New Zealand is the world's fifth-richest country on a per-adult basis, a new report shows – and that's partly thanks to our house prices.
The Credit Suisse Research Institute has released its latest Global Wealth Report, which shows that global wealth rose by US$9.1 trillion (NZ$14.2 trillion) or 2.6 per cent compared to last year, to US$360.6 trillion.
For the first time, New Zealand has been included in the report.
In New Zealand, total wealth rose 4.2 per cent of the 12 months to mid-2019 and wealth per adult increased 3.1 per cent.
That was despite a 0.8 per cent decline in the New Zealand dollar compared to the United States' currency.
"New Zealand is the world's fifth richest country as measured by per adult wealth. Only Switzerland, Hong Kong, US and Australia rank higher. New Zealand's wealth is also reasonably evenly distributed, with median wealth also being the fifth highest in the world. Both rankings represent improvements on the previous year," said John Woods, Credit Suisse's chief investment officer for Asia-Pacific.
Overall, since the year 2000, wealth per adult in New Zealand has grown at an average annual rate of 8.1 per cent in US dollars and 5.7 per cent in New Zealand dollars.
At the start of the century, wealth per adult in New Zealand was US$71,630, placing it 24th among the leading 100 economies.
But steady growth had lifted it to fifth, behind Australia, but ahead of Singapore and Canada. Median wealth of US$116,440 is also fifth highest in the world. The average is US$304,120.
The report said real household assets had grown more quickly than financial assets due in part to rising house prices.
In mid-2019, real assets made up 47 per cent of gross household wealth, compared with an average of 42 per cent in the year to mid-2011.
"Almost half of average wealth comprise of real household assets due mainly to rising house prices. Importantly, household debt has been declining in relative terms since 2008," Woods said.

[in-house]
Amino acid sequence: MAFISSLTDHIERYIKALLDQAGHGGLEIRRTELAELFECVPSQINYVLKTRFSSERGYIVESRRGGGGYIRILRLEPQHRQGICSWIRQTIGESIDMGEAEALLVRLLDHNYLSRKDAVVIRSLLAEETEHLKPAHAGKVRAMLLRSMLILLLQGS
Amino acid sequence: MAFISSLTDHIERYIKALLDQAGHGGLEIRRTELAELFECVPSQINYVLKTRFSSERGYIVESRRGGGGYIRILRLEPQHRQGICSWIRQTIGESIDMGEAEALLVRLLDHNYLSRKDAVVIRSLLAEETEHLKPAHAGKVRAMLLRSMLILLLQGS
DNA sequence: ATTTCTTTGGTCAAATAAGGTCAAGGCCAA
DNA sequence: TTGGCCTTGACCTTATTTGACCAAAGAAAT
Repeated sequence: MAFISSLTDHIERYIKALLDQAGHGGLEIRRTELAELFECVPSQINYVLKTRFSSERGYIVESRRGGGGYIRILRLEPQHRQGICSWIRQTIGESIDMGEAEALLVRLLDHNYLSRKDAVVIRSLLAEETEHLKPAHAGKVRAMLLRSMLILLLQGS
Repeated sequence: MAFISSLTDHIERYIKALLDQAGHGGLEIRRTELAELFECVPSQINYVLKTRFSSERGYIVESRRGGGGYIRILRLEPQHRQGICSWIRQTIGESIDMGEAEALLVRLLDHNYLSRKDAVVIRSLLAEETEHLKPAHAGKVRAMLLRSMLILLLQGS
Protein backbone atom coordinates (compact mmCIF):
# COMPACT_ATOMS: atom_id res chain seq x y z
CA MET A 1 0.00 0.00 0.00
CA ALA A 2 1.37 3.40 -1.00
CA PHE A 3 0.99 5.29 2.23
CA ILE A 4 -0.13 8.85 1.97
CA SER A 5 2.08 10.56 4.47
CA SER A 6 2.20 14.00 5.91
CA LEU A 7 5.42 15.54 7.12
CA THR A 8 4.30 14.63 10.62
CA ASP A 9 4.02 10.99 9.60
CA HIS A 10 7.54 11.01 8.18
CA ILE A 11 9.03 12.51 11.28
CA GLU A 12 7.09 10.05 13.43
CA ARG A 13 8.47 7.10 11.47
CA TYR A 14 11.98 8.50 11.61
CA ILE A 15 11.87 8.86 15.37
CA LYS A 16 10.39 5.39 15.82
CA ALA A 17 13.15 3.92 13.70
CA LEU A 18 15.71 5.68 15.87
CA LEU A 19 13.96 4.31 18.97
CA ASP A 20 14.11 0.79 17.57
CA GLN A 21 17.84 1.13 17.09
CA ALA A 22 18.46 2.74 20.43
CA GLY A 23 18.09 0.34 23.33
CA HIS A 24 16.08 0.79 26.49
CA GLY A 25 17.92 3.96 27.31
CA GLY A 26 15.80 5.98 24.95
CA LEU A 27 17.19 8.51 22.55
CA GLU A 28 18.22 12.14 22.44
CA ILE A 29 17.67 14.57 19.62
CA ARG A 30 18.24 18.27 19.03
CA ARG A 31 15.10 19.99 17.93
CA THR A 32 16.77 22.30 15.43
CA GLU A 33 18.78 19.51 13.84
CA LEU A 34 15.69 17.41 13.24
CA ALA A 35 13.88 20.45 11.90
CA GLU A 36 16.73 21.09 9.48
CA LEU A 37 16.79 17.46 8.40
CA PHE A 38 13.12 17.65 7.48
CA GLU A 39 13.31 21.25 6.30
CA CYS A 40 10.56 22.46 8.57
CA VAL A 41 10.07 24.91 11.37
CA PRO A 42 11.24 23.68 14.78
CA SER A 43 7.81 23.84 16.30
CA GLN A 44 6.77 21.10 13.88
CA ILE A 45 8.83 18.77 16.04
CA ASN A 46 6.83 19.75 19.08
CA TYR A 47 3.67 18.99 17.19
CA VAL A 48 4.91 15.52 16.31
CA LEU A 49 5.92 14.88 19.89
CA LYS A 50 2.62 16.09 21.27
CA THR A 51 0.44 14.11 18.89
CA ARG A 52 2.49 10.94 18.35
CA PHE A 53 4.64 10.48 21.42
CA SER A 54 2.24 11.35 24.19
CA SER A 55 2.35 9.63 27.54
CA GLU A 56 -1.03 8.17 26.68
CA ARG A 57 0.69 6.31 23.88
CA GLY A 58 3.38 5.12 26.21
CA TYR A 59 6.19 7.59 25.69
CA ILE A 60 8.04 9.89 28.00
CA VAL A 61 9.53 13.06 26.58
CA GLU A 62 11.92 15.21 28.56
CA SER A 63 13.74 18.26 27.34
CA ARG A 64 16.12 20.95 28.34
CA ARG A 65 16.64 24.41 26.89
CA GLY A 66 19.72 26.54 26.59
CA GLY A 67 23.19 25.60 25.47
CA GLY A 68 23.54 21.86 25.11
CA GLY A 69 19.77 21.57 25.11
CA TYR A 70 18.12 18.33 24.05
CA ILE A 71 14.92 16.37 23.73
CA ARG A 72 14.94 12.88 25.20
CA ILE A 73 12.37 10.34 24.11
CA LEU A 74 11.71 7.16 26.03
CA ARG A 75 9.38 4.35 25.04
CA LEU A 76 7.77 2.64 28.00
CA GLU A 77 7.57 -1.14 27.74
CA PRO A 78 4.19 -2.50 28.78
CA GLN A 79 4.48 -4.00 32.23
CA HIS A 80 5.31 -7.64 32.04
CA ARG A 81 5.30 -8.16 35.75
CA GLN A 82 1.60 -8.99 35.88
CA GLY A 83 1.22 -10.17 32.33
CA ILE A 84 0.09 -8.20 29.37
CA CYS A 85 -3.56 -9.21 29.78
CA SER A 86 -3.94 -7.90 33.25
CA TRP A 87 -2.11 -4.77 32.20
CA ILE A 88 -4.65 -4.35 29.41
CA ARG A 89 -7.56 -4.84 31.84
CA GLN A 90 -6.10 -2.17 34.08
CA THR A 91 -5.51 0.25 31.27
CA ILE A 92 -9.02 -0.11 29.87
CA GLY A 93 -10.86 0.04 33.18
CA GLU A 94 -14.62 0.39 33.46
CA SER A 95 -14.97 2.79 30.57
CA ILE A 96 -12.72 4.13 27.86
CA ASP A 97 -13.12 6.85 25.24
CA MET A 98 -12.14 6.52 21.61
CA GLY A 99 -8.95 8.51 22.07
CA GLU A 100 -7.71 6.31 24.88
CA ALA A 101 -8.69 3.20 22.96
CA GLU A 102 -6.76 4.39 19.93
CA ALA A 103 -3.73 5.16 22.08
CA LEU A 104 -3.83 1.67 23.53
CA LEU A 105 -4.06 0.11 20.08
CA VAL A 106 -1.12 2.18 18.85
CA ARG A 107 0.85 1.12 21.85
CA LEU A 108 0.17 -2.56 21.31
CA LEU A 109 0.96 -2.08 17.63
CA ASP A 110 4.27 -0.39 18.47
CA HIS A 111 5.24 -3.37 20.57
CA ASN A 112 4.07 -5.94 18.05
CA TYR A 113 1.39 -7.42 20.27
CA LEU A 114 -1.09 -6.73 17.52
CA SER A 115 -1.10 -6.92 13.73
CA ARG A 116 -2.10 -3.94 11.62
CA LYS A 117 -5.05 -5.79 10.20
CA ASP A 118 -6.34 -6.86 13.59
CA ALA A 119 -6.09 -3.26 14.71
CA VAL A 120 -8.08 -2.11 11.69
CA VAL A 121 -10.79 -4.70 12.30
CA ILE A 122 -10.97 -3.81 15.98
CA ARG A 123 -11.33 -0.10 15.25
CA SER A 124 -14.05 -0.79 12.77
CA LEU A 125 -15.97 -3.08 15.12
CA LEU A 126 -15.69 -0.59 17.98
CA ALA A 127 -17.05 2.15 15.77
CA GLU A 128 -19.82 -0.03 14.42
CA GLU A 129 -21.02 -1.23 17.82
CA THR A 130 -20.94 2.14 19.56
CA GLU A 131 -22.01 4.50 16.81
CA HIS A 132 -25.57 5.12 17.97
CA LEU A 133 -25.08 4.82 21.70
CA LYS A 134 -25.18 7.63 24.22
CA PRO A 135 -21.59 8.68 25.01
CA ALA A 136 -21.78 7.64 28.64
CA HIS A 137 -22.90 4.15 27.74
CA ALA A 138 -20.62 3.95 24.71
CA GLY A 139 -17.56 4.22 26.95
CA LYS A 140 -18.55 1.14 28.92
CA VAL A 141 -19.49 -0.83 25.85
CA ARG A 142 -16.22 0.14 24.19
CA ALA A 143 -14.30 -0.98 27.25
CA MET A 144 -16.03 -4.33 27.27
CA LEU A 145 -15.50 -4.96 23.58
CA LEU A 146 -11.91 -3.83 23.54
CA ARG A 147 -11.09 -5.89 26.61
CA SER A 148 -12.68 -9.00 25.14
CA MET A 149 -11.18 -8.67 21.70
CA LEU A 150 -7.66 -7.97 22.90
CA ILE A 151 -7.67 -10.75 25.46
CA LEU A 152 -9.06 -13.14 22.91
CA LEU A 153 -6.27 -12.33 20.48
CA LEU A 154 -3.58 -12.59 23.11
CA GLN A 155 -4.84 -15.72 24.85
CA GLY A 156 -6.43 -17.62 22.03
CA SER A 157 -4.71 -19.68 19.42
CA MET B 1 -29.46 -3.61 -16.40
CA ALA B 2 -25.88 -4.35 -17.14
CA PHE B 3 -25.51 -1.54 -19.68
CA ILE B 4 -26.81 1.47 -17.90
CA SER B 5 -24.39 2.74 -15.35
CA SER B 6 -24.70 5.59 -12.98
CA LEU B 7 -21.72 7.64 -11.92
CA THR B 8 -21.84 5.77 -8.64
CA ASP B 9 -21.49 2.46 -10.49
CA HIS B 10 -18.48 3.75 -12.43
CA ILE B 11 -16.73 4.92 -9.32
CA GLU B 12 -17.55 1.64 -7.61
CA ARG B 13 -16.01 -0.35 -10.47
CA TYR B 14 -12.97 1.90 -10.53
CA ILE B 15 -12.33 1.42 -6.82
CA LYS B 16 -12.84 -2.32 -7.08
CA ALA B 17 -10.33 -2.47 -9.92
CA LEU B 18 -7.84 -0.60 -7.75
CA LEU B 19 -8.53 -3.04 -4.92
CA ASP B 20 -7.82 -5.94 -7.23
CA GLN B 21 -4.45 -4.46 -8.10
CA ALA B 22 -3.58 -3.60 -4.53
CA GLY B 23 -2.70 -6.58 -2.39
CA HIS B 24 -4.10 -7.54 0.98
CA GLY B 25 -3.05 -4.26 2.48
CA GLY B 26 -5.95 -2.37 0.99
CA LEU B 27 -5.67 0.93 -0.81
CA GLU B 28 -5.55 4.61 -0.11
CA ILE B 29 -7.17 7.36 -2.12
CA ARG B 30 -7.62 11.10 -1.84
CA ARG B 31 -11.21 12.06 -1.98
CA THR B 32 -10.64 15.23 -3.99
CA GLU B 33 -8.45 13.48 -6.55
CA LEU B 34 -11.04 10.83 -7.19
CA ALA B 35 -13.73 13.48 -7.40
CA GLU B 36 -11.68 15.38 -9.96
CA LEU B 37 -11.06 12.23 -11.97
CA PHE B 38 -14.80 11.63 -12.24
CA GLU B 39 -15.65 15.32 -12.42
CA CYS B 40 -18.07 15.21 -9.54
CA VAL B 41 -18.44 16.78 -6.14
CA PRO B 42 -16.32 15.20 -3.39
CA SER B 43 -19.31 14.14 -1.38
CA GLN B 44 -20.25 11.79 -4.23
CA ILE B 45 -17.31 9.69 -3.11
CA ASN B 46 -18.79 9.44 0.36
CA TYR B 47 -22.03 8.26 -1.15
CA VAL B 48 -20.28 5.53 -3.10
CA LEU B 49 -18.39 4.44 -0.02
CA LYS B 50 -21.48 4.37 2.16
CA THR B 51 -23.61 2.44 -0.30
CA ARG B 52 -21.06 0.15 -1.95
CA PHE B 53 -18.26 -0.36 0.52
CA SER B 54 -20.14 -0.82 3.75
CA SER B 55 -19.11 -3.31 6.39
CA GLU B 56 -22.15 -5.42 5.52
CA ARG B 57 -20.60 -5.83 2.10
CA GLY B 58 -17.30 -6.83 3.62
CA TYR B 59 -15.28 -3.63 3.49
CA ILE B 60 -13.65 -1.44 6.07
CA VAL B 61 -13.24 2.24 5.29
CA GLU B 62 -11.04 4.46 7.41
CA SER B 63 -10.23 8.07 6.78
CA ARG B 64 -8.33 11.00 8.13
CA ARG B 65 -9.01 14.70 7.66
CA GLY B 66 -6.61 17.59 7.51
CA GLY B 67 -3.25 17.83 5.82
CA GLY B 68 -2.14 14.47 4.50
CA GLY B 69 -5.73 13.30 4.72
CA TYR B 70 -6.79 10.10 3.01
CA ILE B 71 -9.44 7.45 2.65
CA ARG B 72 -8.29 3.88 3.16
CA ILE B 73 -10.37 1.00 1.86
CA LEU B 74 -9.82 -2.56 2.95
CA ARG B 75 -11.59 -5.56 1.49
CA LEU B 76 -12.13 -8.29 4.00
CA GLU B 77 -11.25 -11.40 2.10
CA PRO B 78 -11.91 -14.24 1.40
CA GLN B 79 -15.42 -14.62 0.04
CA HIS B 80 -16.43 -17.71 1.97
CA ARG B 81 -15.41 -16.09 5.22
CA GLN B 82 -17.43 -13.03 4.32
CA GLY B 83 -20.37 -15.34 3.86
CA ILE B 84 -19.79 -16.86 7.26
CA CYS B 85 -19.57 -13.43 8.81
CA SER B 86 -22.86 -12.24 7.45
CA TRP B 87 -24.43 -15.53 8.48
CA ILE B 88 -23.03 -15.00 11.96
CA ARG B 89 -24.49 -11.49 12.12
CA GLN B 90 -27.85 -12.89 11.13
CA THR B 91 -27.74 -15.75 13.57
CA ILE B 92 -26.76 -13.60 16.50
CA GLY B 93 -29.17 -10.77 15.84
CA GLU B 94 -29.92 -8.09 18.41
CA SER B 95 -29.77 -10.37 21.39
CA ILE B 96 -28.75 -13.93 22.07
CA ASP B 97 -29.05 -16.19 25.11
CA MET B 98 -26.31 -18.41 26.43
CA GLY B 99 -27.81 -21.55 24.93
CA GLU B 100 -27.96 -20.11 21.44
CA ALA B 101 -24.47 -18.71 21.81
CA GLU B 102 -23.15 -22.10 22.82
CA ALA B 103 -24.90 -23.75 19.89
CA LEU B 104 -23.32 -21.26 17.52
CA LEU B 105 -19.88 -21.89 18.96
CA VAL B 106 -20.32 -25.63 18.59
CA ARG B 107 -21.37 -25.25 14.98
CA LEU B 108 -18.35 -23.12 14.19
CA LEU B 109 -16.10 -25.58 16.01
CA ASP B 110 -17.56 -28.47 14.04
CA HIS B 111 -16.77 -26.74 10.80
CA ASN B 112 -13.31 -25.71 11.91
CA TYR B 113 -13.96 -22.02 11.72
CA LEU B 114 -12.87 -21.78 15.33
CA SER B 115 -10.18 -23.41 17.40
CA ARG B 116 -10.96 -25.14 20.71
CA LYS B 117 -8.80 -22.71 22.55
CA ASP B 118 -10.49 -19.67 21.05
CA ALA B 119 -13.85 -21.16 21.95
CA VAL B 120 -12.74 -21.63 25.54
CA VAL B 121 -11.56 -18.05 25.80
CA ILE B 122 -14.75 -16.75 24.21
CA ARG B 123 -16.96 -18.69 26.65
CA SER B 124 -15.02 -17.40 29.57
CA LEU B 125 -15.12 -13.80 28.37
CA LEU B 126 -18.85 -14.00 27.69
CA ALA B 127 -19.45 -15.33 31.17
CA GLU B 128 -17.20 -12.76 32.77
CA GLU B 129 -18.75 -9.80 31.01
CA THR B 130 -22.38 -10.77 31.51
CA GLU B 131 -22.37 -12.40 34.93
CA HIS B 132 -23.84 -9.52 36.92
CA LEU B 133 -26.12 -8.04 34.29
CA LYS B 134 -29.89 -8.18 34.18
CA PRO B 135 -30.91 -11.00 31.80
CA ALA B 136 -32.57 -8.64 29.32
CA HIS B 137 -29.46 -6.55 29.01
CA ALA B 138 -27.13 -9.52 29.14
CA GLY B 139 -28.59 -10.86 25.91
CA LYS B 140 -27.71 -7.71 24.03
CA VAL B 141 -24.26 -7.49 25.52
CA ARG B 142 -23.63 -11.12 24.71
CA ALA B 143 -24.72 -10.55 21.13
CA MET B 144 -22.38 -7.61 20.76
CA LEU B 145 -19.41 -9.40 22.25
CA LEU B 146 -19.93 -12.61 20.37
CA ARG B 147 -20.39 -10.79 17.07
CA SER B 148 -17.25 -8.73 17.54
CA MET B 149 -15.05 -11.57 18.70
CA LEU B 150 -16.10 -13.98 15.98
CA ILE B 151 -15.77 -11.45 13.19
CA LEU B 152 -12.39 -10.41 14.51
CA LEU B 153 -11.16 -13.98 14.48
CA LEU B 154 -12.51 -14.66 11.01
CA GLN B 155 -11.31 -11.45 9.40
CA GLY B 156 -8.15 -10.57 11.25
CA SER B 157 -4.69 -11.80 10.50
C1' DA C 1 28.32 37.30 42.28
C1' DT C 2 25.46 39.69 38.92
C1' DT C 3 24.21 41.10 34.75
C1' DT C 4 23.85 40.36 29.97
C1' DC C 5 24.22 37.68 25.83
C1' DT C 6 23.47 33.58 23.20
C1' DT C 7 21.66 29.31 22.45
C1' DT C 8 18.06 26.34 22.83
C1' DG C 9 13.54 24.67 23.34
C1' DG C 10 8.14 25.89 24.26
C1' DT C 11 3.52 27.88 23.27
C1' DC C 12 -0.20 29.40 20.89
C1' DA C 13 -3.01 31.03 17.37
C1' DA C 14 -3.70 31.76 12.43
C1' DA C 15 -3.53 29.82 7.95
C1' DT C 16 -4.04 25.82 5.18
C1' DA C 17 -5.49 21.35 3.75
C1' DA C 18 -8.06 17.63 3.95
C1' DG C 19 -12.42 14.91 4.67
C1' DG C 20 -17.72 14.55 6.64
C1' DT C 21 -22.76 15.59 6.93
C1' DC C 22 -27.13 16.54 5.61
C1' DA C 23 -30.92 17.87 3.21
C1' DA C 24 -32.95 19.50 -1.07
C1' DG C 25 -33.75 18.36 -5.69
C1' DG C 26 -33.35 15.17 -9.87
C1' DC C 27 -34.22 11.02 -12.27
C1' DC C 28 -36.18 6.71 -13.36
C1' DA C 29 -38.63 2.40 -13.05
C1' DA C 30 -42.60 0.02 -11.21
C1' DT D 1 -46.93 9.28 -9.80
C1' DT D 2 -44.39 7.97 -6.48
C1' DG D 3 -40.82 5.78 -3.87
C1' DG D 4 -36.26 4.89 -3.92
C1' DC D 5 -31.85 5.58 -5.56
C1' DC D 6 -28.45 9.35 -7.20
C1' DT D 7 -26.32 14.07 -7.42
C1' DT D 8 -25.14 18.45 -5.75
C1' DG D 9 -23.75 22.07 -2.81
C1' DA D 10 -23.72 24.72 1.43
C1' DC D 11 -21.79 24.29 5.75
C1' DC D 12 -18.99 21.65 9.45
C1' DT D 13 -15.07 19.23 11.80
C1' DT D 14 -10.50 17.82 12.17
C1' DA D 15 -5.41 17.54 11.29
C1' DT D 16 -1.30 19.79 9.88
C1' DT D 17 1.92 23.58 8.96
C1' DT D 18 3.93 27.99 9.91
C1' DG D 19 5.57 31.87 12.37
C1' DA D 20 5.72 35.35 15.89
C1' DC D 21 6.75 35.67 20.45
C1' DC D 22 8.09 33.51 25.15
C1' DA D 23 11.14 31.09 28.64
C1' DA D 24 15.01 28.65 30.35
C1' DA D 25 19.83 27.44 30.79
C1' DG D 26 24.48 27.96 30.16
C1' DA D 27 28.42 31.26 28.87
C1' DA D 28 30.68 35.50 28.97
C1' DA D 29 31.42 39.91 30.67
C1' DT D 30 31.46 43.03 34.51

The report said household debt had declined in relative terms since 2008, and now averaged US$43,240, which equates to 12.4 per cent of gross wealth.
New Zealand also had below-average wealth inequality for a high-income country. The top 1 per cent wealthiest New Zealanders hold 19 per cent of the wealth.
That compares to the top 1 per cent owning 45 per cent of net assets on a global basis.
Only 9.3 per cent of New Zealanders have assets of less than US$10,000.
The proportion of the population with wealth of more than US$100,000 is 54 per cent, which is about five times the global average. The country has 0.4 per cent of the world's top 1 per cent wealthiest people, despite having only 0.1 per cent of its population.
The report noted that, for the past decade, most wealth creation had centred on China and the United States.
The US accounts for 40 per cent of dollar millionaires worldwide and 40 per cent of the global top 1 per cent.
Wealth in China started the century from a lower base but grew at a faster pace during the early years and it was one of the few countries to avoid the impact of the global financial crisis.
"China's progress has enabled it to replace Europe as the principal source of global wealth growth and to replace Japan as the country with the second-largest number of millionaires," the report said.
"More tellingly, China overtook the United States this year to become the country with most people in the top 10 per cent of global wealth distribution."
India was the region with the biggest year-on-year increase in total wealth, up 5.2 per cent. But it also had the biggest increase in debt.